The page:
February 27, 2017
409 Choline – an essential nutrient [27 Feb 2017]
Choline is an essential vitamin-like nutrient. Our bodies can synthesize small amounts of choline but we must get most from our diet. It was discovered in 1862 but was only recognized as an essential nutrient in 1998. I have previously written about lecithin [#94 Dec 2010], phosphatidylcholine [#247 Dec 2013], and phosphatidylserine [#248 Dec 2013].
Choline serves many functions in the body:
• Essential for synthesis of cell membranes and DNA
• Plays role in cell communication
• Transports triglycerides out of the liver
• Along with folate is essential for fetal development of the brain and nervous system
• Essential for children’s growth and development
• Precursor to neurotransmitter acetylcholine, necessary for nerve and muscle function
• Assists in reduction of homocysteine which is associated with heart disease
• Component of lecithin, phosphatidylcholine, and betaine
A deficiency of choline can lead to non-alcoholic fatty liver disease; muscle damage and pain; neural tube birth defects; brain dysfunctions like learning disabilities, memory loss, and inability to focus or concentrate; lack of energy or fatigue; and increased homocysteine levels (and therefore increased risk of heart disease, cancer, and bone fractures).
The American Institute of Medicine set “adequate daily intake values” for choline at: 425 mg for women, 550 for men, 450-550 for pregnancy, 550 for breastfeeding, and 230 for children. Genetic factors may cause some people to require more. Up to 3,500 mg daily is considered safe.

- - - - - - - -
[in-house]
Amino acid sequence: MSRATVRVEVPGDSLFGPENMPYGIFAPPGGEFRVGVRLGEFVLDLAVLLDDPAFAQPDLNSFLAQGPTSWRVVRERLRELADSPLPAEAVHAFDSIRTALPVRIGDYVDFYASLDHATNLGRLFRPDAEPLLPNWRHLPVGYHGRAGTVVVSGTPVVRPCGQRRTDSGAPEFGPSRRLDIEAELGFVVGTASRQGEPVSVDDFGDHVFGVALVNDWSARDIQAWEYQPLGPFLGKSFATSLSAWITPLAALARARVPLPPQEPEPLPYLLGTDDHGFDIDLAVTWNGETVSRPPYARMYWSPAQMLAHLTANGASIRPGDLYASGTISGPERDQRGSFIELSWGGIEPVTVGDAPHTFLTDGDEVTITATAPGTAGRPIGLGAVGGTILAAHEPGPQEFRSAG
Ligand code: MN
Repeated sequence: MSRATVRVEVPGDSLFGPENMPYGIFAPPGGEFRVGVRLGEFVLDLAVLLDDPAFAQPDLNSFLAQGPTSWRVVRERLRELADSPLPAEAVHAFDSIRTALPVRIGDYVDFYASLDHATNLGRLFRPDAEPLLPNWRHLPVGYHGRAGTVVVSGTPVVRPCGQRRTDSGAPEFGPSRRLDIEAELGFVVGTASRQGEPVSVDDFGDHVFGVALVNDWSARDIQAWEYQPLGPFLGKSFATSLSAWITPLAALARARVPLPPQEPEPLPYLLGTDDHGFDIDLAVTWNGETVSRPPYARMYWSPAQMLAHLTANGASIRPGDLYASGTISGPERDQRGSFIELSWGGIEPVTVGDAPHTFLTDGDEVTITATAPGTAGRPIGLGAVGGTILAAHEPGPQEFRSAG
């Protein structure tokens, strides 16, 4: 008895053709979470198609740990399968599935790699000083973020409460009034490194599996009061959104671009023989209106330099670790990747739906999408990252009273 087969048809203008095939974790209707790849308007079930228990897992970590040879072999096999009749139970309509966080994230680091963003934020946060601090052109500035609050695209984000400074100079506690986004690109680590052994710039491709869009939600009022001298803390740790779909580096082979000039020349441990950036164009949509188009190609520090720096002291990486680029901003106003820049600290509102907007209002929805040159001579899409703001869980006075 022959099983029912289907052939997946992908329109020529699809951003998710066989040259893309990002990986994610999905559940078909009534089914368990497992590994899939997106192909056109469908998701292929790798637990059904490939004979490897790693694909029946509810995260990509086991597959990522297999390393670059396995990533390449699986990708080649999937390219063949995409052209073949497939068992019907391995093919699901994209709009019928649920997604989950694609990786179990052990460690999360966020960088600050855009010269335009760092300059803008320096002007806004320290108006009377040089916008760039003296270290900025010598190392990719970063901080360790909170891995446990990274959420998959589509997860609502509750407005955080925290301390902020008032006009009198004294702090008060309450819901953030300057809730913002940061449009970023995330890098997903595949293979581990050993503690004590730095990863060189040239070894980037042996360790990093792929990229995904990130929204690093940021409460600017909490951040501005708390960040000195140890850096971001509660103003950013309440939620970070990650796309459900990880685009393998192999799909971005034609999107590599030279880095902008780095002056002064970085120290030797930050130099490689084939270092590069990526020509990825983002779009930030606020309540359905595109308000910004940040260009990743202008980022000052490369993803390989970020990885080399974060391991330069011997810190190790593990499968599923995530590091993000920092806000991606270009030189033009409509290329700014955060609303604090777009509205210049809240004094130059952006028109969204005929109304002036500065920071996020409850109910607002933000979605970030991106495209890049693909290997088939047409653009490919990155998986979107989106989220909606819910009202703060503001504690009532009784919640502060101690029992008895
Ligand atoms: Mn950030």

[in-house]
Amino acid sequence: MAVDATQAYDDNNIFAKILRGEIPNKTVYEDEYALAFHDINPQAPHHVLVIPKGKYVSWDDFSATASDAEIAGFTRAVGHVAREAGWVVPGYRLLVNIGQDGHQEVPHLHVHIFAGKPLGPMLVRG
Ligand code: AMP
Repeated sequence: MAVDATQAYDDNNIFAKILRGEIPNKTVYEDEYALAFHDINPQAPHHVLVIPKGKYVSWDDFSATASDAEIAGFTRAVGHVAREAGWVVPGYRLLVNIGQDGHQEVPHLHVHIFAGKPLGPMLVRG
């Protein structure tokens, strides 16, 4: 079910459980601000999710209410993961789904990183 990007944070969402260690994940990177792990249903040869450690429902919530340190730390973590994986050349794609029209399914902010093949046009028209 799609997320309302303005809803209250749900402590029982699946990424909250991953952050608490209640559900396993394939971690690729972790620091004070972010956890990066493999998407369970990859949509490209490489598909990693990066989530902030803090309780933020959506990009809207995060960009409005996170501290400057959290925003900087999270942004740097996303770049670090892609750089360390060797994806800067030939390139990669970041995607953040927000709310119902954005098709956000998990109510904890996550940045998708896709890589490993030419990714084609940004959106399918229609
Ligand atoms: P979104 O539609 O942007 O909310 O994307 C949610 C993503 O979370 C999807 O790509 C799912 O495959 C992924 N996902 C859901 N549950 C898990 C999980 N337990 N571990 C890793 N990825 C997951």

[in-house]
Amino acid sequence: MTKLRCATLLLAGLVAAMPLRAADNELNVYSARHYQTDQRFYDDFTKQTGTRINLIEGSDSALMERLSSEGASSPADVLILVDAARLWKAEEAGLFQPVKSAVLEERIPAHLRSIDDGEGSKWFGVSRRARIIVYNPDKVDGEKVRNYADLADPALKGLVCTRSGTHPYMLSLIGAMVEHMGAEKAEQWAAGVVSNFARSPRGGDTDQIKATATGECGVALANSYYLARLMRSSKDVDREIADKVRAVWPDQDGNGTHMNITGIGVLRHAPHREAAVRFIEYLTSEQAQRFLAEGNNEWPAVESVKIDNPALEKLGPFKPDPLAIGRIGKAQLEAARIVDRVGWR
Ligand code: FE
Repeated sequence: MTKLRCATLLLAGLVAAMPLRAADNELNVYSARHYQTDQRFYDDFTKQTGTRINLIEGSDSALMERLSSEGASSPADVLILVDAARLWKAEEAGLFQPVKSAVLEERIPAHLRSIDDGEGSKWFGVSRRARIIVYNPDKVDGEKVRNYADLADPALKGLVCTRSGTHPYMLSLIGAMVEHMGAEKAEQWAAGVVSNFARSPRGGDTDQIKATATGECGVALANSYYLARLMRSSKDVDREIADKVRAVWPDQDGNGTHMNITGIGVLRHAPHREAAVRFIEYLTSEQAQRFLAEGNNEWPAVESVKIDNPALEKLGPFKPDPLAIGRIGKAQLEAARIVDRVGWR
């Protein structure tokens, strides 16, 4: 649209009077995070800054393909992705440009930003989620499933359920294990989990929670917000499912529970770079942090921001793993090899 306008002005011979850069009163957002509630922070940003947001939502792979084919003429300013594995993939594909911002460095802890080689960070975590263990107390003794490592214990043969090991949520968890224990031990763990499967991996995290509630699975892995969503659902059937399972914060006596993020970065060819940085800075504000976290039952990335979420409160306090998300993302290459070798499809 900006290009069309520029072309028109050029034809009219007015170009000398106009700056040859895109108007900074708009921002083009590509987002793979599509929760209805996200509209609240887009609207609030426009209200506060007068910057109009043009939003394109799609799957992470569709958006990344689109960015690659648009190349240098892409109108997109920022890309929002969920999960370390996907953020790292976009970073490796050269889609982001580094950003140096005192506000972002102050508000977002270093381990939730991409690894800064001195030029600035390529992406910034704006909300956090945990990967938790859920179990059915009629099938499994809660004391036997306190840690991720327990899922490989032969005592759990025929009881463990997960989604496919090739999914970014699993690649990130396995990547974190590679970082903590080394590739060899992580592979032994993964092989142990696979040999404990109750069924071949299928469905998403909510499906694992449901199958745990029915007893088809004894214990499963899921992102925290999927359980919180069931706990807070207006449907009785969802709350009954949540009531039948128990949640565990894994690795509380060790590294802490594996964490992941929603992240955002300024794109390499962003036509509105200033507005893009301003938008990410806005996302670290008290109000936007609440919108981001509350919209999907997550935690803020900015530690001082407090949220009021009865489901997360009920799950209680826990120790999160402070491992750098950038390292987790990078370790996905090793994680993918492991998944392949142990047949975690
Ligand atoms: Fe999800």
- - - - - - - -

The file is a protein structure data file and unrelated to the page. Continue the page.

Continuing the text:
Food sources include beef liver (470mg per 5oz serving), egg yolks (150mg in 1 large egg), fish, shellfish, beef (especially grass-fed), turkey, chicken breast, dairy products, goat milk, beans and peas (including peanuts), Brussel sprouts, broccoli, cauliflower and spinach. Soy and sunflower lecithin are also good sources. Choline is available as a supplement, often with inositol, another vitamin-like nutrient. Choline is often included in B complex and multivitamin formulas.
A 2015 study in the USA found 90% of participants had inadequate intakes of choline. Are you getting enough?
For more information on this or other natural health topics, stop in and talk to Stan; for medical advice consult your licensed health practitioner. Find this article on my website for links to sources and further reading.